From Tim Allen-starrer 'Last Man Standing' to raunchy comedy 'Allen Gregory', some of the new shows will generate laughs through the night.
A bunch of new series are going to launch this fall, ready to get people hooked to their TVs along with the returning ones. Providing an overview to help viewers find which fresh shows they are looking for to accompany them through the night, AceShowbiz presents a Guide to 2011 Fall New TV Series which lists the shows based on the genres.
Discussed in this first part are some of the so many comedy series, including raunchy animation "Allen Gregory" and male-centric "Last Man Standing" as well as "How to Be a Gentleman". "Free Agents" which picks up a romantic story set at a workplace, and "I Hate My Teenage Daughter" which highlights mother-daughter relationship are among the other options.
2 Broke GirlsMonday at 8:30 P.M. on CBS (Premiere Sept. 19)
Coming from Michael Patrick King and Whitney Cummings, "2 Broke Girls" will add piles to the TV series with sexy pack. One of the eye candies who will lure men to watch is blonde belle Beth Behrs. She comes to the show playing a down to luck girl from wealthy family. However, don't be fooled into believing this will be another cute "Sex and the City" since the pilot begs to differ. It offers a lot of sarcastic jokes by having Kat Dennings also on the lead to put a wicked spin on every line. Still, it should not be doubted that "SATC" creator King knows how to give ladies a special treat.
Allen GregorySunday at 8:30 P.M. on FOX (Premiere Oct. 30)
A young age with an old soul would be best to sum up the personalities of the title character on "Allen Gregory". A genius and spoiled seven-year-old boy, Allen has no idea what it is to be a child, much less an adult. His struggles to befriend other kids at a public school will be the main source of laughs on this animated show. As Allen behaves improperly for a boy of his age, this comedy also features raunchy jokes, including him dreaming about having an affair with his 70-year-old principal. Added to Allen's weird world is the borderline sociopath Richard who happens to be one of Allen's gay fathers.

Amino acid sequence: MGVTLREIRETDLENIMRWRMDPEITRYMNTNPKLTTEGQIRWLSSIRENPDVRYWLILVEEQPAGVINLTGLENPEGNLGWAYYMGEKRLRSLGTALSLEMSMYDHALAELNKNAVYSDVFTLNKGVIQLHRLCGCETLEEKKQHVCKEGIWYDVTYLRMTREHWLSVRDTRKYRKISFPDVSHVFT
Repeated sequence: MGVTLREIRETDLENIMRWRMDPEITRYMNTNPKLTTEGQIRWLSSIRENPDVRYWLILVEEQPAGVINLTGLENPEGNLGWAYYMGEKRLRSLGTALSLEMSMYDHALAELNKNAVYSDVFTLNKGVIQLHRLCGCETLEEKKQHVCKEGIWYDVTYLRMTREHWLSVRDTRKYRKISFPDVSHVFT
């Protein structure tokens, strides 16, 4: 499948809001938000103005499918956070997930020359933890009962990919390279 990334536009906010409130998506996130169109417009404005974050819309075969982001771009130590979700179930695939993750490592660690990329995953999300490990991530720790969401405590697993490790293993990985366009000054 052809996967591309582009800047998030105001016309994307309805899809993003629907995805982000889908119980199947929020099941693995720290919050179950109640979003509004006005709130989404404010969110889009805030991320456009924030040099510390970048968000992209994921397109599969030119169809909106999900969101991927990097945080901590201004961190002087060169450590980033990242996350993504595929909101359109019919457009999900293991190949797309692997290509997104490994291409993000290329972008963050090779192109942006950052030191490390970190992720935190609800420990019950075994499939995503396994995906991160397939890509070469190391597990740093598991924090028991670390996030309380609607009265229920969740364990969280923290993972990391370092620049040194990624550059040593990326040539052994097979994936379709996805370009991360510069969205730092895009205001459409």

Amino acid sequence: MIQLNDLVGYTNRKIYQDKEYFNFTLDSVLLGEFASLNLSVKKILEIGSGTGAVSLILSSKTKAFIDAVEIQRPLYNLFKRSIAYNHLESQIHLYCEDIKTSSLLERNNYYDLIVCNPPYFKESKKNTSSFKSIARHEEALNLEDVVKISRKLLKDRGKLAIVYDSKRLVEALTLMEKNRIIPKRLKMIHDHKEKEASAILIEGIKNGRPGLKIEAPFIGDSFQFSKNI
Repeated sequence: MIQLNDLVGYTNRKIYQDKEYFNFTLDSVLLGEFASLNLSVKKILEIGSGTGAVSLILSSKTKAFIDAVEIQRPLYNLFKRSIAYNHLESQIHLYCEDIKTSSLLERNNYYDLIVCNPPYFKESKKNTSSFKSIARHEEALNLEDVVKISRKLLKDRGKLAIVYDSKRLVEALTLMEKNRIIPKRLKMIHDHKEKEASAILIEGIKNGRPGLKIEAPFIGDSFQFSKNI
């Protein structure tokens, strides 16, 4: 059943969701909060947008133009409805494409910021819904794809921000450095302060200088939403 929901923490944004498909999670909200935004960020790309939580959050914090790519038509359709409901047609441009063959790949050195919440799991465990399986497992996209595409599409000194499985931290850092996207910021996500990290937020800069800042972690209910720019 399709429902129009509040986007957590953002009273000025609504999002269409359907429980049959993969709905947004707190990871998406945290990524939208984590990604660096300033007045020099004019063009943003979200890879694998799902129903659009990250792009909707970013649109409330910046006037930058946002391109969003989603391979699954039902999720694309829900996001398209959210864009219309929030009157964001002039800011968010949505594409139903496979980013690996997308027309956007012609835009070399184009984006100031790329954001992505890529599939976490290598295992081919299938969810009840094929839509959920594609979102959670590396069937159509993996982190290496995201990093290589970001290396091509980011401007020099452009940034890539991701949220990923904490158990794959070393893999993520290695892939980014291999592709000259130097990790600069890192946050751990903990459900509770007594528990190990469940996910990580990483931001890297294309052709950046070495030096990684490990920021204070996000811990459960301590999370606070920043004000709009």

Free AgentsWednesday at 8:30 P.M. on NBC (Premiere Sept. 14)
"Free Agents" revolves around two co-workers who start a casual, intimate and awkward relationship, but the whole idea is not about will they or won't they. Instead, this workplace comedy has a more mature main issue; that is, whether or not they will get through their emotional messes resulted from their past love lives. Although comedian Hank Azaria takes one of the lead roles, this show will not feature the on-screen couple acting the fool every time. Still, their raw emotional states spark some goofy actions.
How to Be a GentlemanThursday at 8:30 P.M. on CBS (Premiere Sept. 29)
Not yet ready to bid farewell to Johnny Drama of "Entourage"? Get a taste of the macho guy on "How to Be a Gentleman" where Kevin Dillon takes on a similar role. This time around, however, he will look wilder and edgier than the warm-hearted Drama. His character will clash with David Hornsby's Alan, whose gentleman behavior does not fit well with his work. Together, the two make an amusing comic team who could give lessons to men about how to be a "real man".
I Hate My Teenage DaughterWednesday at 9:30 P.M. on FOX (Premiere Nov. 30)
As clearly suggested by its title, "I Hate My Teenage Daughter" won't glorify a bond between mothers and their daughters. Instead, this comedy takes advantage from edgy portrayals of the mean teenage girls. Having succeeded with their previous works, Jaime Pressly ("My Name Is Earl") and Katie Finneran (Broadway play "Promises, Promises") show a great chemistry as mothers who are tortured when their daughters remind them to their high school horror. Although the mother-daughter relationship may seem to be surreal, parents may nod their heads to at least one message conveyed by the show, which is spoiling children usually does not end up good.
Last Man StandingTuesday at 8:00 P.M. on ABC (Premiere Oct. 11)
"Last Man Standing" will quench the thirst of those missing Tim Allen's jokes on "Home Improvement", since it marks the comedy vet's return to the small screen after the 1990s show ended 12 years ago. This time, his character comes up with a bunch of hilarious plans that often turn out unexpected as he aims to ensure women around him that they need his manly advices. Despite having a traditional pattern of a husband as the center character, the basic plot takes on today's phenomenon in which women, in one way or another, rule the world.
Next to Part 2 »